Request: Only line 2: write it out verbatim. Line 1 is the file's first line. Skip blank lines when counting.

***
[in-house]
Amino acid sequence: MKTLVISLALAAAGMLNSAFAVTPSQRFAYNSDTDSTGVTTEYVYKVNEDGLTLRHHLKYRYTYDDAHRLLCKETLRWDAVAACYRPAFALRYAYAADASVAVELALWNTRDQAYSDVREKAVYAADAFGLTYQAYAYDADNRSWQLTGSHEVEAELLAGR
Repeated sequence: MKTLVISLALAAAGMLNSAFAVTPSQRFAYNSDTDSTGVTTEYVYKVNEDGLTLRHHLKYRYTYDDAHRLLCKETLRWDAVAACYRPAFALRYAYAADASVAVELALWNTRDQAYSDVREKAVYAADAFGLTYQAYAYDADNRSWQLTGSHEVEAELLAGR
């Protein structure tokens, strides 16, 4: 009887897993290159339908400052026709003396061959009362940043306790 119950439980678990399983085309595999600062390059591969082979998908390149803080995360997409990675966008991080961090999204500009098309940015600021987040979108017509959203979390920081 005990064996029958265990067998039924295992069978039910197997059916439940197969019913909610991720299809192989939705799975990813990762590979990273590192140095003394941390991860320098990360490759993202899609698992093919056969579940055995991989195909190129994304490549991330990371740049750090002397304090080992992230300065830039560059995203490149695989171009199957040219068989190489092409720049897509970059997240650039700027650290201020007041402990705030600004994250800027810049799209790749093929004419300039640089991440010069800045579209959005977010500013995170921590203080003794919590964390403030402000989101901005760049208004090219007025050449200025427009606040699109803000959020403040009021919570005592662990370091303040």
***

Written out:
Amino acid sequence: MKTLVISLALAAAGMLNSAFAVTPSQRFAYNSDTDSTGVTTEYVYKVNEDGLTLRHHLKYRYTYDDAHRLLCKETLRWDAVAACYRPAFALRYAYAADASVAVELALWNTRDQAYSDVREKAVYAADAFGLTYQAYAYDADNRSWQLTGSHEVEAELLAGR